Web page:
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What's the difference between AWS SNS vs SQS?Article by Brandon Burrus Posted on September 5, 2022 4 min read

One of the most confusing subjects beginners run into when delving into the world of AWS is the difference between SQS vs SNS. If you're prepping for any of the AWS certification exams, you may have heard the following definitions:

SQS: A fully managed message queuing service that enables decoupled microservices, distributed systems, and serverless applications.
SNS: A fully managed messaging service for both app-to-app and app-to-person communication.

These definitions are technically accurate, but create confusion when trying to determine which service is the correct one to use.

Most of the confusion can be attributed to Amazon's use of the word "message" in reference to SNS. While this is technically accurate, a less confusing term might be "notification", which is what I'll be using when discussing SNS for the rest of this article.

The difference between a notification and a message is really what separates SNS from SQS. Using SNS, notifications are delivered via Pub/Sub topics. Pub/Sub is short for "Publisher-Subscriber"; a publisher publishes notifications to a "topic", and subscribers are able to subscribe to that topic to be notified of each notification.

In contrast, SQS enables messages to be sent to a queue from a sender which can then later be processed by a downstream receiver. Messages that are sent to the queue remain in the queue until they are marked as processed via message deletion (a key distrinction from SNS, where notifcations are simply "sent" but not retained in the topic).

The difference between the delivery of notifications vs messages is really what separates SNS from SQS. SNS uses "push" based delivery, where notifications are "pushed" to subscribers to handle however they like. On the other hand, SQS uses a "pull" based delivery, where messages are "pulled" by a receiver to process the message, then delete it from the queue.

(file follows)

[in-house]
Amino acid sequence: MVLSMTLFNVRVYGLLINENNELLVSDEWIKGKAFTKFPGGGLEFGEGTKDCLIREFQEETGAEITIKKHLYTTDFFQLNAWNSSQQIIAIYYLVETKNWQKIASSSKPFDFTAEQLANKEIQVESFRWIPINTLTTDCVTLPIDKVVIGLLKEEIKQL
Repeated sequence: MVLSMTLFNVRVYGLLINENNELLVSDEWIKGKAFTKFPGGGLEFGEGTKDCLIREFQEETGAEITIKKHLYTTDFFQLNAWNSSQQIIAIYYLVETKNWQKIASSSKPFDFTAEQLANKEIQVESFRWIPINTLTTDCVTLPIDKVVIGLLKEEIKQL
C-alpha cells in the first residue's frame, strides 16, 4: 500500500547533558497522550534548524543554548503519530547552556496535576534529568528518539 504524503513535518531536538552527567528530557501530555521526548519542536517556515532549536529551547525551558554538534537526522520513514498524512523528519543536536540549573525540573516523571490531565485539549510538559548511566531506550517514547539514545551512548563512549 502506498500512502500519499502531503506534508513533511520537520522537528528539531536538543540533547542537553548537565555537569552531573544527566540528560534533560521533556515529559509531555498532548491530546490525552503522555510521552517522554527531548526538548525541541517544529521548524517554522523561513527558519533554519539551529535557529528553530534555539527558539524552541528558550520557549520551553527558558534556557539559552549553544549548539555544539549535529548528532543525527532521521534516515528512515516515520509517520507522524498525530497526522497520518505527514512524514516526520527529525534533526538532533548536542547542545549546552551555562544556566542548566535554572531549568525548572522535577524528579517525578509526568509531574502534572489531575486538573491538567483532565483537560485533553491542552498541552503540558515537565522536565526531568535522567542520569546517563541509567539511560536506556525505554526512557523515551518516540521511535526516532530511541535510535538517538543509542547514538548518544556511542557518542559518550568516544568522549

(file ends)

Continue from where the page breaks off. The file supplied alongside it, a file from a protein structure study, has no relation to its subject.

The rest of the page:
So when should you use SNS over SQS?

SQS is designed as a message queue to represent a "queue" of work that needs to be processed. Messages can be processed by compute services such as a pool of EC2 autoscaling worker instances, a container on ECS, or a serverless Lambda function. Messages should contain all the necessary metadata needed for processing, and could represent all kinds of "processable" things. Common examples include images or other files stored in S3, records in a DynamoDB table, or async communication between two microservices.

SNS is more so meant to deliver notifications to subscribers. These notifications have a number of delivery mechanisms including as an HTTP request, an email, or as an SMS text. SNS is integrated into AWS far more extensively than SQS, and serves as the mechanism by which many services allow a subscriber to be notified of a change in the system. Examples include Billing service notices, EC2 autoscaling events, or build failures from Code Build.

SNS can even publish a notification into an SQS queue as a message. This is more common that you might think, as several queues can be connected to a single notification topic at the same time. This then allows a notification to be processed as a message by multiple consumers, each of which might handle the notification differently. This is called the "fan-out" pattern, and is a very useful tool to have at your disposal when it comes to building distributed systems on AWS.

In summary, SNS is a service designed for "push" based notification delivery, whereas SQS is a service designed for "pull" based message processing. Use SNS when you want to publish events that anyone with access to the topic can subscribe to. Use SQS when you want to represent a stream of work that needs to be processed in some way.